Alex Rodriguez reminds me of my eight year-old son

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I was once told a story about Alex Rodriguez, the specific details of which, unfortunately, I cannot share. It was told to me by a person who was party to the events which took place and had absolutely no reason to lie. I have 100% confidence that the story told to me was true.

The upshot was that Rodriguez engaged in Profoundly Aberrant Behavior X immediately after being told that Profoundly Aberrant Behavior X was something he TOTALLY should not do. No one was harmed, it was nothing that would cause a scandal if it came to light in the media. It was just a matter of “Don’t do that,” followed directly by A-Rod doing that and it made everyone involved want to smack their damn heads.

When asked what in the heck he was thinking, A-Rod simply and honestly said that he thought it was OK to engage in Profoundly Aberrant Behavior X. He was genuinely surprised that what he did created any problems at all. He had no malice, actually. It wasn’t plotted. To the extent he had any agenda it was a half-formed “I’ll show them” kind of thing that your eight year-old son might do If there was part of him that thought he was getting away with something.

I have an eight year-old son who does that kind of stuff a lot.  Sometimes he actually tries to get away with things — truly plots out his behavior — but his deviousness and malevolence are  just not particularly well-formed and his eight year-old brain is just not all that great at thinking more than a step or two ahead yet. It doesn’t mean he’s dumb. It doesn’t mean he’s bad. He just doesn’t operate on a level most people do when strategic thinking is called for.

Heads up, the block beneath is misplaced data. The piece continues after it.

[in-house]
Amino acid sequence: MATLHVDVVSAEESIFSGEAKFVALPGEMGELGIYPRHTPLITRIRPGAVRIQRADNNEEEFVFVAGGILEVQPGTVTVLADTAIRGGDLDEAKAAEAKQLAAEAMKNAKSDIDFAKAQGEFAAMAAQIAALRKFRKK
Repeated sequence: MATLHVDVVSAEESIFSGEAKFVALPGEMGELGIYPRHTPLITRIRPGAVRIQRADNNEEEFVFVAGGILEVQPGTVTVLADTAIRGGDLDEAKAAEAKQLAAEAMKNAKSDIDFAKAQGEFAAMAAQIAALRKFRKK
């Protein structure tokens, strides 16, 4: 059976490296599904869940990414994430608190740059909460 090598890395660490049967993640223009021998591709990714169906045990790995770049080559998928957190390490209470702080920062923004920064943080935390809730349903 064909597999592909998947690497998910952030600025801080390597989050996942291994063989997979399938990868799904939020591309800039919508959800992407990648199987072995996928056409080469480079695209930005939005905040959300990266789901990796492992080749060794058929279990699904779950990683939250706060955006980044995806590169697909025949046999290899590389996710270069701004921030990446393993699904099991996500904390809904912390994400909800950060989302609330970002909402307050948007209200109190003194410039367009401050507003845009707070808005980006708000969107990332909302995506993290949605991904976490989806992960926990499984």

I sort of feel like that’s where we are with Alex Rodriguez.

I have no idea what, exactly, A-Rod was trying to accomplish by sending Dr. Michael Gross out on that little media tour yesterday. It appears as though it was his effort to fire shots at a Yankees team he perceives to be working against his interests somehow. I can understand the impulse. He probably has a bit of a siege mentality at this point, and for good reason. People are comparing him to mass-murderers for cryin’ out loud, and the league in which he plays is trying to end his career before he wants it to end.

But the facts of his quad injury and rehab are such that trotting out Dr. Gross was gonna get messy no matter what. According to the Yankees, A-Rod did say his quad was hurting. According to the CBA there are right ways and wrong ways to get competing medical opinions. Even if Rodriguez is, on the facts, totally on the side of the angels here — if he can play and wants to and the Yankees are just dithering for P.R./political/Biogenesis reasons, there was no clear path to P.R. victory here for Rodriguez and he probably would have been better off not even sending Dr. Gross on Mike Francesa’s show yesterday. But based on what we can know about A-Rod from a distance, one gets the impression that that sort of thing just doesn’t register with him.

Or maybe I’m way off, I don’t know. Engaging in armchair psychoanalysis like this is even harder than diagnosing a quad strain via an MRI and a phone call.